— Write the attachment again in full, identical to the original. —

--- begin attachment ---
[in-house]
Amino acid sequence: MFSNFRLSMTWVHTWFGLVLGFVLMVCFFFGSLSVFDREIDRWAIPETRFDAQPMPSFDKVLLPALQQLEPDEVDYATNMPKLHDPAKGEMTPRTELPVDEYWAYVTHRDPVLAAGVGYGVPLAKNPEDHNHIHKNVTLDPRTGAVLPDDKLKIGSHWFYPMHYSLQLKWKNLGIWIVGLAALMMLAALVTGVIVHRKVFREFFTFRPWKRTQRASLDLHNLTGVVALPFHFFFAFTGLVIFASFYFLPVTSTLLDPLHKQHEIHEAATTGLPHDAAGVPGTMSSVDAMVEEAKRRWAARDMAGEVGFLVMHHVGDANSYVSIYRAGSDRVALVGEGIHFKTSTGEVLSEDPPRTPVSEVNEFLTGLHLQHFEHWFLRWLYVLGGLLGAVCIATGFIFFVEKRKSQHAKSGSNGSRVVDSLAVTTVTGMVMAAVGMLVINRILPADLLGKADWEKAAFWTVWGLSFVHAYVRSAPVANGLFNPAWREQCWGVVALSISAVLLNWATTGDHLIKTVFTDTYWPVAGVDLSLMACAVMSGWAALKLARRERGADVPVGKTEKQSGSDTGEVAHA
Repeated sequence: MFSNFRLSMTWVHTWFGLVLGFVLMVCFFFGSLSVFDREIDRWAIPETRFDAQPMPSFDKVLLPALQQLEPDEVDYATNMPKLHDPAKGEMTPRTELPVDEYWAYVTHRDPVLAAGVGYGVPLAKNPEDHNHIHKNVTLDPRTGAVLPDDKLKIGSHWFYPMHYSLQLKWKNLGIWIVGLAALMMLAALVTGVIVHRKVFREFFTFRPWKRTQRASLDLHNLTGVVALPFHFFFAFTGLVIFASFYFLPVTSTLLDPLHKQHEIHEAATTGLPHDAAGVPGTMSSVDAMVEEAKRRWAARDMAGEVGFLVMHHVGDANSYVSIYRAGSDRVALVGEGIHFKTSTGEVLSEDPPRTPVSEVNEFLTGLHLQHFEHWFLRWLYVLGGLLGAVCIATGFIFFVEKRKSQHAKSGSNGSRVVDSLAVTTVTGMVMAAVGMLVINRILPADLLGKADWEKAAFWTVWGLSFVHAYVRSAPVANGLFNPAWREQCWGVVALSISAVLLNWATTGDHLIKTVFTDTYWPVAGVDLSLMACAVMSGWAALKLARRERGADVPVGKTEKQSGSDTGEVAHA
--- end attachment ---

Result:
[in-house]
Amino acid sequence: MFSNFRLSMTWVHTWFGLVLGFVLMVCFFFGSLSVFDREIDRWAIPETRFDAQPMPSFDKVLLPALQQLEPDEVDYATNMPKLHDPAKGEMTPRTELPVDEYWAYVTHRDPVLAAGVGYGVPLAKNPEDHNHIHKNVTLDPRTGAVLPDDKLKIGSHWFYPMHYSLQLKWKNLGIWIVGLAALMMLAALVTGVIVHRKVFREFFTFRPWKRTQRASLDLHNLTGVVALPFHFFFAFTGLVIFASFYFLPVTSTLLDPLHKQHEIHEAATTGLPHDAAGVPGTMSSVDAMVEEAKRRWAARDMAGEVGFLVMHHVGDANSYVSIYRAGSDRVALVGEGIHFKTSTGEVLSEDPPRTPVSEVNEFLTGLHLQHFEHWFLRWLYVLGGLLGAVCIATGFIFFVEKRKSQHAKSGSNGSRVVDSLAVTTVTGMVMAAVGMLVINRILPADLLGKADWEKAAFWTVWGLSFVHAYVRSAPVANGLFNPAWREQCWGVVALSISAVLLNWATTGDHLIKTVFTDTYWPVAGVDLSLMACAVMSGWAALKLARRERGADVPVGKTEKQSGSDTGEVAHA
Repeated sequence: MFSNFRLSMTWVHTWFGLVLGFVLMVCFFFGSLSVFDREIDRWAIPETRFDAQPMPSFDKVLLPALQQLEPDEVDYATNMPKLHDPAKGEMTPRTELPVDEYWAYVTHRDPVLAAGVGYGVPLAKNPEDHNHIHKNVTLDPRTGAVLPDDKLKIGSHWFYPMHYSLQLKWKNLGIWIVGLAALMMLAALVTGVIVHRKVFREFFTFRPWKRTQRASLDLHNLTGVVALPFHFFFAFTGLVIFASFYFLPVTSTLLDPLHKQHEIHEAATTGLPHDAAGVPGTMSSVDAMVEEAKRRWAARDMAGEVGFLVMHHVGDANSYVSIYRAGSDRVALVGEGIHFKTSTGEVLSEDPPRTPVSEVNEFLTGLHLQHFEHWFLRWLYVLGGLLGAVCIATGFIFFVEKRKSQHAKSGSNGSRVVDSLAVTTVTGMVMAAVGMLVINRILPADLLGKADWEKAAFWTVWGLSFVHAYVRSAPVANGLFNPAWREQCWGVVALSISAVLLNWATTGDHLIKTVFTDTYWPVAGVDLSLMACAVMSGWAALKLARRERGADVPVGKTEKQSGSDTGEVAHA